A home for disadvantaged girls in Nepal

To educate a girl, means to educate a mother, to educate a mother means to educate a family, to educate a family means to educate society,to educate society means to educate a nation - Singh B. Moktan

Parizat Nestling Home

  • Founded in 1997 as an NGO
  • Goal: Providing a safe home and a future for children in need
  • Home for over 40 girls
  • The girls living at the PNH come from the poorest backgrounds
  • Projects for children and women
    • Shelter for girls in Kathmandu
    • Professional Vocational Training Centre for women
    • since 2011: another base in Biratnagar, south of Nepal
    • since 2013: a preparatory school at the PNH in Kathmandu
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Singh Moktan

Singh B. Moktan

Founder & Director

 Mr Singh B. Moktan was born in Biratnagar, eastern Nepal, to a middle class family. He is an ex-police officer who retired from the police force in 1985 to help underprivileged children. After retirement he immediately became involved in social work, especially in the field of children and women. He worked in several non-governmental organisations and focused on the improvement of the situation of girls and women, especially those who were discriminated by society, those in prison, for example. When he was working for Children at Risk, a Danish-supported non-governmental organisation, he found that many of the children and women were directly discriminated and destitute as a result of social stigma. He considered himself responsible if he did not work for them. Therefore, in 1997, he founded the Parizat Nestling Home with the support and help as well as the financial support of his entire family. He decided that children in prison with their parents are the most vulnerable because they are living in insupportable conditions with adult criminals and are suffering psychologically and physically. So he started to work with girls in prisons, and others who are at risk due to family displacement and poverty. His program is based on the idea that if the girls are given social, formal, moral and creative education, they can be independent and can stand on their own two feet to fight against social discrimination. Moreover, if they could have education and vocational training, their economical status would improve, so they could then support their own children by providing better education. In this way, an improved economical status would be secured at a basic level. Mr Moktan strongly believes that all children have great potential and should all be given equal opportunities, no matter where they come from. When they are given the chance to reach their potential, this results in direct social and economical improvement and will gradually help to reduce poverty levels.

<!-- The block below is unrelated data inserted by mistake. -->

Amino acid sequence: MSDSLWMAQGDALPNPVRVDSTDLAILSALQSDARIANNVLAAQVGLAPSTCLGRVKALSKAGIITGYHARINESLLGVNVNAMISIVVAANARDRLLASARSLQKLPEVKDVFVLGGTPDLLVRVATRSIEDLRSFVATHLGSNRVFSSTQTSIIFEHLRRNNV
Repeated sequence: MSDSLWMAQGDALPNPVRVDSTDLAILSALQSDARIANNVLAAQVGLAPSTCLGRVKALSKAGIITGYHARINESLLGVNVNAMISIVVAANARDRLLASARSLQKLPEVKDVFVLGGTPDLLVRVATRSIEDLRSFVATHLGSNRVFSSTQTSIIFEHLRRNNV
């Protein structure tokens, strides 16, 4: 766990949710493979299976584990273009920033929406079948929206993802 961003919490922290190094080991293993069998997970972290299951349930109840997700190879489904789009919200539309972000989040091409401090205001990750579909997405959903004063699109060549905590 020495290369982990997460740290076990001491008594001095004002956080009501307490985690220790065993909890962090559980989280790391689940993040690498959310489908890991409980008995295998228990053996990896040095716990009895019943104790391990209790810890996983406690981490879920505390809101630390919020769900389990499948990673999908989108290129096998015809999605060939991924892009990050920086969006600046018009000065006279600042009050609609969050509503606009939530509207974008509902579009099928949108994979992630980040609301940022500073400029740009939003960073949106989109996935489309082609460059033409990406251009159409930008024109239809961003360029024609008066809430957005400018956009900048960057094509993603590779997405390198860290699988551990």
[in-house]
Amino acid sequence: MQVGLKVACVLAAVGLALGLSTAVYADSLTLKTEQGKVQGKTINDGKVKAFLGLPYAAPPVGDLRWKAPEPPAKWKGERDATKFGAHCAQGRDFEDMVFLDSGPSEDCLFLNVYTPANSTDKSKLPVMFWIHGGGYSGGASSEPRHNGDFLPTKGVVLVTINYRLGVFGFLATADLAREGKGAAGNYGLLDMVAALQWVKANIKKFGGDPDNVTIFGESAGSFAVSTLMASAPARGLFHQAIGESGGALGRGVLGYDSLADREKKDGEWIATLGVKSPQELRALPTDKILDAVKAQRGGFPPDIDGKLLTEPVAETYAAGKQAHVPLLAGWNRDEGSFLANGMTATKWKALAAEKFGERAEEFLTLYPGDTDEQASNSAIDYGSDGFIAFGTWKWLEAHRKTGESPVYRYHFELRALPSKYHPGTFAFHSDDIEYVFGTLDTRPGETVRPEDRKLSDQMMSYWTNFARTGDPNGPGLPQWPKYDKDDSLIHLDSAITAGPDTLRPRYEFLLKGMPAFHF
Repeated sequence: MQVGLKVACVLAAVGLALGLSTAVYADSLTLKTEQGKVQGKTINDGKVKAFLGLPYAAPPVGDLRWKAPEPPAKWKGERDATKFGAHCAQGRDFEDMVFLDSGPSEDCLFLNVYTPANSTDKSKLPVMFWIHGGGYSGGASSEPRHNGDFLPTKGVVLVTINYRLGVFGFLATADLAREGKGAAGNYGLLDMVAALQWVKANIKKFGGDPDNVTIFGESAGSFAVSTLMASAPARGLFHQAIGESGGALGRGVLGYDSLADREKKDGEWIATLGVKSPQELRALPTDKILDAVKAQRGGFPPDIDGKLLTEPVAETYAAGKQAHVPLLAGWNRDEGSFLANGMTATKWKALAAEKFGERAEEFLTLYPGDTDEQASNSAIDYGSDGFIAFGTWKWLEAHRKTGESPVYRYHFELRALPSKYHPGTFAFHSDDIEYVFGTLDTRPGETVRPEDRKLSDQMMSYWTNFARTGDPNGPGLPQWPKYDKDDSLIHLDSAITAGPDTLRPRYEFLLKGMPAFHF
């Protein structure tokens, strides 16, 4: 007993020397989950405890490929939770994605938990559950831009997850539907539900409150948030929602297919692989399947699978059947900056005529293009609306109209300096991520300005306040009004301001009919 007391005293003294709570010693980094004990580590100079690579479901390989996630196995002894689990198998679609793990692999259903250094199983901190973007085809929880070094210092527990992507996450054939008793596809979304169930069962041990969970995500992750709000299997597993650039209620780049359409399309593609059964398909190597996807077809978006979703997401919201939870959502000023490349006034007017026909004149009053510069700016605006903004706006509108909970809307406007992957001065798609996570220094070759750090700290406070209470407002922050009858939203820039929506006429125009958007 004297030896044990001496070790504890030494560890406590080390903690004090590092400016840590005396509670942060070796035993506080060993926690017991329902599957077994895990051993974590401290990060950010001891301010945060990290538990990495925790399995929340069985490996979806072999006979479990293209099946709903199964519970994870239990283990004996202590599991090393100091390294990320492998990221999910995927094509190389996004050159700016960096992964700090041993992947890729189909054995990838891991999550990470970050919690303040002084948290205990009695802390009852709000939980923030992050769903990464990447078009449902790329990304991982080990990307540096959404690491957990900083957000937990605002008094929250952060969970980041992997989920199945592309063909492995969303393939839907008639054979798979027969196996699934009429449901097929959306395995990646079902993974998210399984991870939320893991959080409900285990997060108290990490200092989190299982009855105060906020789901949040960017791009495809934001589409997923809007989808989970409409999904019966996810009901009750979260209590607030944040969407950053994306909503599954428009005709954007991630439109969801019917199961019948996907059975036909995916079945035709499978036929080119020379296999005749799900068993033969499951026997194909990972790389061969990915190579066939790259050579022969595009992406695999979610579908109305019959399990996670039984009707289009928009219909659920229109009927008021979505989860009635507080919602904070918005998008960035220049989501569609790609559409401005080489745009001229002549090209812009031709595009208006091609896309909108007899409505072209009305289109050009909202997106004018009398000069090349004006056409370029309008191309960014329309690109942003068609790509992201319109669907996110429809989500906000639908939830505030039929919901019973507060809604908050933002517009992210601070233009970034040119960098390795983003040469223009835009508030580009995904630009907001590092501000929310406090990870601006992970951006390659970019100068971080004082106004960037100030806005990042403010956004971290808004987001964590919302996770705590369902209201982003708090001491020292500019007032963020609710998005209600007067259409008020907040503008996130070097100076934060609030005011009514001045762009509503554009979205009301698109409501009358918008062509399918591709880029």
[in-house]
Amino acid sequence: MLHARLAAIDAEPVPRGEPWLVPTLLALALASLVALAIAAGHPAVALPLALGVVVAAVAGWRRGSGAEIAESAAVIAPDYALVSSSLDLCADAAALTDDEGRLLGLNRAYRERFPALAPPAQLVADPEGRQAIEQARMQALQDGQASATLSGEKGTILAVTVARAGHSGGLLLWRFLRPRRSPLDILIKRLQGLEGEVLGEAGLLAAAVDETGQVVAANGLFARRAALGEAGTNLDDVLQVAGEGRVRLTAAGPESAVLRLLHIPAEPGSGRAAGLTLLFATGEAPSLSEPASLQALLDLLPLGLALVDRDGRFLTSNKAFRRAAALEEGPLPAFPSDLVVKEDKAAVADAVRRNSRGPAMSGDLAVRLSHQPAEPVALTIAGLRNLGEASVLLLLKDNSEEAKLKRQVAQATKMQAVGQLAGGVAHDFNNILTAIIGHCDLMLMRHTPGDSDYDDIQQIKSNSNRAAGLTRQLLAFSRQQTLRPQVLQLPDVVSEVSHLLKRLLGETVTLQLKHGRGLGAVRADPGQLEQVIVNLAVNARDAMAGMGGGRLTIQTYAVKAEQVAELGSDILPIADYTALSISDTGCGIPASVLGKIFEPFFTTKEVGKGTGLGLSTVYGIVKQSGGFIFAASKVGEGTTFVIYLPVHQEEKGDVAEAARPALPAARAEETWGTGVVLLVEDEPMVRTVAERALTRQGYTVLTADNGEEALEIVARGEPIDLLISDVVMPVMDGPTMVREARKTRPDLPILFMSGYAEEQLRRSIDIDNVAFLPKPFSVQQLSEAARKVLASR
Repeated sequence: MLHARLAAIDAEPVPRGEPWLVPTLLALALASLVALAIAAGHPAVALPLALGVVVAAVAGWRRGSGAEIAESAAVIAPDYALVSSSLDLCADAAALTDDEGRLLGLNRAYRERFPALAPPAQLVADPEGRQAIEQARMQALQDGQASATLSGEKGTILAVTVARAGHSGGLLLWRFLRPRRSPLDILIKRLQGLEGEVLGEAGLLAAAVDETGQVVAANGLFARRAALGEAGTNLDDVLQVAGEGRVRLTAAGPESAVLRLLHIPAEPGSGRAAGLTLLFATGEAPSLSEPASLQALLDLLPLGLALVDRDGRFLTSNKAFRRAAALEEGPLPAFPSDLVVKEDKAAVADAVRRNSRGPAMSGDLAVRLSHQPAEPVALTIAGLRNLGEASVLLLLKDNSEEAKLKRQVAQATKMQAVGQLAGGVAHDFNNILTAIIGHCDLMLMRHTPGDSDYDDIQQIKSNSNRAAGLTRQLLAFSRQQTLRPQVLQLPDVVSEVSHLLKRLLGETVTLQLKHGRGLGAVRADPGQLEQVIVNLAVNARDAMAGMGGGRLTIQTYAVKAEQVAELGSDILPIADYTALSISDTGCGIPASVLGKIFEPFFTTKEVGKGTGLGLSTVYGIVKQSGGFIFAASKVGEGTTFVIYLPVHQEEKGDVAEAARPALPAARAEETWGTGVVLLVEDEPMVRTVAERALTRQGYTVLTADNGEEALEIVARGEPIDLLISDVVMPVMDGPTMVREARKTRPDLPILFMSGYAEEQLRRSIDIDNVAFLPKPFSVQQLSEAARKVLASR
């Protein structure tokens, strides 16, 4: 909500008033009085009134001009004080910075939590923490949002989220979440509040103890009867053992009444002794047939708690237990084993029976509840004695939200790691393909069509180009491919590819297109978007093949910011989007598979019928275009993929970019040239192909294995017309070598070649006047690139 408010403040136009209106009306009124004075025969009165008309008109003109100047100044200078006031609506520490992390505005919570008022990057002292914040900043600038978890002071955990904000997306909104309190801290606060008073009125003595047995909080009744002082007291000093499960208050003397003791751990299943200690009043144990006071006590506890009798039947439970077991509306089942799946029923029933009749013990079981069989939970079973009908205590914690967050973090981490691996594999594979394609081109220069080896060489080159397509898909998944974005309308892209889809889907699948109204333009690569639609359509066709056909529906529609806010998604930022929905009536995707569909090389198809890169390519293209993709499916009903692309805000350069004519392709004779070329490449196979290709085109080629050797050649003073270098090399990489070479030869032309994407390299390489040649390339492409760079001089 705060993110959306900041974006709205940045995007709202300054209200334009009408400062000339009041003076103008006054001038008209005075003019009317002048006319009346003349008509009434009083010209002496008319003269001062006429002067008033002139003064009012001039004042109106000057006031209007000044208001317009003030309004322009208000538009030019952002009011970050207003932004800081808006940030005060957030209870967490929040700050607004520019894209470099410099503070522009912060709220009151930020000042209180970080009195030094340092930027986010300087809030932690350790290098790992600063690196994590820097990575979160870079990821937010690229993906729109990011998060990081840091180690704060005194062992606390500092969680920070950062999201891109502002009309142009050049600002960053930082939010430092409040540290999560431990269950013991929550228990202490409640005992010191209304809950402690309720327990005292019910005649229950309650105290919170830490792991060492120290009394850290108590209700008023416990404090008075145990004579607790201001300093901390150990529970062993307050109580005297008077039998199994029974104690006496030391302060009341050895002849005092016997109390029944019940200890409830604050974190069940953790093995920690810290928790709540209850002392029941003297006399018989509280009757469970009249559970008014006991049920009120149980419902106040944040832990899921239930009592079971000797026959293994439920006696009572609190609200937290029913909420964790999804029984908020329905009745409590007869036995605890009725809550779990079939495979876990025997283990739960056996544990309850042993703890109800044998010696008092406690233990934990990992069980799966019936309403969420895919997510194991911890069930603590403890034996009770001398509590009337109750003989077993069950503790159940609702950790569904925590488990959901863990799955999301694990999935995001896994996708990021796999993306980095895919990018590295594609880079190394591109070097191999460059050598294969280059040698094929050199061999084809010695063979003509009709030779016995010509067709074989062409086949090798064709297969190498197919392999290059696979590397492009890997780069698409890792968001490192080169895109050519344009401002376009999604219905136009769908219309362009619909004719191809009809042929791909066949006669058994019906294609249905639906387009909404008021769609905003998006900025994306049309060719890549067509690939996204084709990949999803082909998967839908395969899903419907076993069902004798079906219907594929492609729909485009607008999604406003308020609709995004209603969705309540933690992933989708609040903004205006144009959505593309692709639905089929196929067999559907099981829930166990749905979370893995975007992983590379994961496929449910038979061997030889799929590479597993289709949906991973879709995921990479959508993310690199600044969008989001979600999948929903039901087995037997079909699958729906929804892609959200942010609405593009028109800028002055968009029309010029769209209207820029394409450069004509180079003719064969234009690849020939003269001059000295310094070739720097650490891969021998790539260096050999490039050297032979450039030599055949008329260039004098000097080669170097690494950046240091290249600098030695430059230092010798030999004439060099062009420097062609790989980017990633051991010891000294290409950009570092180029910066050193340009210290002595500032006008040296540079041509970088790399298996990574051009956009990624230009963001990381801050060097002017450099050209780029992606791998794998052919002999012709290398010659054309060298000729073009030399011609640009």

Who Do We Help?

Many of the girls are daughters of families who - as a result of the Civil War and the Maoist Uprising - have lost all their belongings and have come to Kathmandu in search of employment - without success. Unfortunately, such a search for a way out of poverty often ends in the streets, or results in drug or other criminal offences, frequently leading to prison sentences. The girls are taken to prison with their parents - an environment which does not help them to step off these paths and lead better lives. Other girls have lived in poor conditions in the remote villages of Nepal where there is no school within reach.

A place at the PNH and the support of a sponsor are the only hope many children have of a secure future.

We don't only help the girls, but also their mothers. We offer them vocational training so that they can find a way out of poverty. Or we help them to start a new life after their time in prison and to fend for themselves and their children.

How We Help?

The women - whether it is the daughter, the sister, or the wife, are the unprotected and weakest part of the family and society in Nepal; they never experience the possibilities of an independent life as an equal. Especially those children whose parents are in prison are regarded as inferior by society. It is impossible for girls without families or education to lead a safe, good and independent life in a social environment dominated by men.

Here at the PNH, we give the girls a new and safe home where they can stay and will be supported until they are able to lead an independent life and obtain a job. At first, they are taught at a private school with additional tuition at the home, and later, they are given the opportunity to go to a college or university or to complete vocational training.

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